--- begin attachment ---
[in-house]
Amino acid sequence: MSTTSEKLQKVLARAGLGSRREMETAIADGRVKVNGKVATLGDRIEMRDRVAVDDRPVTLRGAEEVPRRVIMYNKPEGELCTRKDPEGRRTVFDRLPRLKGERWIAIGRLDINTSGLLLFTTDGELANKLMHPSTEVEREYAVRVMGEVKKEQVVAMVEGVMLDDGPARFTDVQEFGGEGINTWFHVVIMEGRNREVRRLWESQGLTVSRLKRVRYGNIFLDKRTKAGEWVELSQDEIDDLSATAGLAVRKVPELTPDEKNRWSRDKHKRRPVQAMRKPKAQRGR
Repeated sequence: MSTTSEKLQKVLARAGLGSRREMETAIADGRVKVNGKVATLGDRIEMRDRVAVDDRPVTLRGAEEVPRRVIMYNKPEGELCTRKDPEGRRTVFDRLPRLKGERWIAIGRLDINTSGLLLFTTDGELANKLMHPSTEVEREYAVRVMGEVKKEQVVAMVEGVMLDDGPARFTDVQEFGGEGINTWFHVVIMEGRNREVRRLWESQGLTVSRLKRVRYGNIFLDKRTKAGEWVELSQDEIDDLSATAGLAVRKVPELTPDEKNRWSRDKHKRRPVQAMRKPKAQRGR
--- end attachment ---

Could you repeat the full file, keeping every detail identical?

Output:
[in-house]
Amino acid sequence: MSTTSEKLQKVLARAGLGSRREMETAIADGRVKVNGKVATLGDRIEMRDRVAVDDRPVTLRGAEEVPRRVIMYNKPEGELCTRKDPEGRRTVFDRLPRLKGERWIAIGRLDINTSGLLLFTTDGELANKLMHPSTEVEREYAVRVMGEVKKEQVVAMVEGVMLDDGPARFTDVQEFGGEGINTWFHVVIMEGRNREVRRLWESQGLTVSRLKRVRYGNIFLDKRTKAGEWVELSQDEIDDLSATAGLAVRKVPELTPDEKNRWSRDKHKRRPVQAMRKPKAQRGR
Repeated sequence: MSTTSEKLQKVLARAGLGSRREMETAIADGRVKVNGKVATLGDRIEMRDRVAVDDRPVTLRGAEEVPRRVIMYNKPEGELCTRKDPEGRRTVFDRLPRLKGERWIAIGRLDINTSGLLLFTTDGELANKLMHPSTEVEREYAVRVMGEVKKEQVVAMVEGVMLDDGPARFTDVQEFGGEGINTWFHVVIMEGRNREVRRLWESQGLTVSRLKRVRYGNIFLDKRTKAGEWVELSQDEIDDLSATAGLAVRKVPELTPDEKNRWSRDKHKRRPVQAMRKPKAQRGR